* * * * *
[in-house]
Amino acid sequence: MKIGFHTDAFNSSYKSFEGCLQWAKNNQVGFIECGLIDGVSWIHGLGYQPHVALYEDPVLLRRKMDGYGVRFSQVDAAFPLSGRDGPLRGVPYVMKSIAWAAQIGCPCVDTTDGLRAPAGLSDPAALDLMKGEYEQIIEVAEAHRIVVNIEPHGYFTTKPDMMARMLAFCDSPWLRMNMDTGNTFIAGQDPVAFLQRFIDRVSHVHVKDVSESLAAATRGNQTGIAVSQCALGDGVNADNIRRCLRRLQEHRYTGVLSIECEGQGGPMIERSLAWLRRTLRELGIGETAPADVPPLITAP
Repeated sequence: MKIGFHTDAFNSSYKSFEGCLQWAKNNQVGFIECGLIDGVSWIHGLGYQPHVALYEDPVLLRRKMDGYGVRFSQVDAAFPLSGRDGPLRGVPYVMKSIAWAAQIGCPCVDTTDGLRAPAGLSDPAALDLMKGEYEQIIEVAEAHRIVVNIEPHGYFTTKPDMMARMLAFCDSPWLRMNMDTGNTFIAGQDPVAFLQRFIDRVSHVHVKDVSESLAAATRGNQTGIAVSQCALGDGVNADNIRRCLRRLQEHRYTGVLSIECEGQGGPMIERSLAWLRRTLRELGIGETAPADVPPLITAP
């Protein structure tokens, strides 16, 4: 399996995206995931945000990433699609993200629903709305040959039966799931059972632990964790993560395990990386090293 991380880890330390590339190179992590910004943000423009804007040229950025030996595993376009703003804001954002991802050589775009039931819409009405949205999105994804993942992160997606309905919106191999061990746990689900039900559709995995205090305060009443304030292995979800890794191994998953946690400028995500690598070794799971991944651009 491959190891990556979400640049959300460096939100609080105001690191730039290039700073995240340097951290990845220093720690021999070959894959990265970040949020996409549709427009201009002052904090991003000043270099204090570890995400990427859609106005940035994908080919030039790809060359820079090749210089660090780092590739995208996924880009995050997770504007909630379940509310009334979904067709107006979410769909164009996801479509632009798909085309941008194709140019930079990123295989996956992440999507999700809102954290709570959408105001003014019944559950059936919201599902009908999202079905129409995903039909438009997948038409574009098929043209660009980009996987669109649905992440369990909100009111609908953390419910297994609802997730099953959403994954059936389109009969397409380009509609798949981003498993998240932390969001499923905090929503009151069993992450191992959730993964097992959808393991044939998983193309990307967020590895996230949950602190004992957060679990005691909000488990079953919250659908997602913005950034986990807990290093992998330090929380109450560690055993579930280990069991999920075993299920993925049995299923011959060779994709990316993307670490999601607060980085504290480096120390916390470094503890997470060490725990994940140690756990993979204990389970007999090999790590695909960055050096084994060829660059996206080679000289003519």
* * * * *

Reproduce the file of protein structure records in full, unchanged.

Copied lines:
[in-house]
Amino acid sequence: MKIGFHTDAFNSSYKSFEGCLQWAKNNQVGFIECGLIDGVSWIHGLGYQPHVALYEDPVLLRRKMDGYGVRFSQVDAAFPLSGRDGPLRGVPYVMKSIAWAAQIGCPCVDTTDGLRAPAGLSDPAALDLMKGEYEQIIEVAEAHRIVVNIEPHGYFTTKPDMMARMLAFCDSPWLRMNMDTGNTFIAGQDPVAFLQRFIDRVSHVHVKDVSESLAAATRGNQTGIAVSQCALGDGVNADNIRRCLRRLQEHRYTGVLSIECEGQGGPMIERSLAWLRRTLRELGIGETAPADVPPLITAP
Repeated sequence: MKIGFHTDAFNSSYKSFEGCLQWAKNNQVGFIECGLIDGVSWIHGLGYQPHVALYEDPVLLRRKMDGYGVRFSQVDAAFPLSGRDGPLRGVPYVMKSIAWAAQIGCPCVDTTDGLRAPAGLSDPAALDLMKGEYEQIIEVAEAHRIVVNIEPHGYFTTKPDMMARMLAFCDSPWLRMNMDTGNTFIAGQDPVAFLQRFIDRVSHVHVKDVSESLAAATRGNQTGIAVSQCALGDGVNADNIRRCLRRLQEHRYTGVLSIECEGQGGPMIERSLAWLRRTLRELGIGETAPADVPPLITAP
């Protein structure tokens, strides 16, 4: 399996995206995931945000990433699609993200629903709305040959039966799931059972632990964790993560395990990386090293 991380880890330390590339190179992590910004943000423009804007040229950025030996595993376009703003804001954002991802050589775009039931819409009405949205999105994804993942992160997606309905919106191999061990746990689900039900559709995995205090305060009443304030292995979800890794191994998953946690400028995500690598070794799971991944651009 491959190891990556979400640049959300460096939100609080105001690191730039290039700073995240340097951290990845220093720690021999070959894959990265970040949020996409549709427009201009002052904090991003000043270099204090570890995400990427859609106005940035994908080919030039790809060359820079090749210089660090780092590739995208996924880009995050997770504007909630379940509310009334979904067709107006979410769909164009996801479509632009798909085309941008194709140019930079990123295989996956992440999507999700809102954290709570959408105001003014019944559950059936919201599902009908999202079905129409995903039909438009997948038409574009098929043209660009980009996987669109649905992440369990909100009111609908953390419910297994609802997730099953959403994954059936389109009969397409380009509609798949981003498993998240932390969001499923905090929503009151069993992450191992959730993964097992959808393991044939998983193309990307967020590895996230949950602190004992957060679990005691909000488990079953919250659908997602913005950034986990807990290093992998330090929380109450560690055993579930280990069991999920075993299920993925049995299923011959060779994709990316993307670490999601607060980085504290480096120390916390470094503890997470060490725990994940140690756990993979204990389970007999090999790590695909960055050096084994060829660059996206080679000289003519």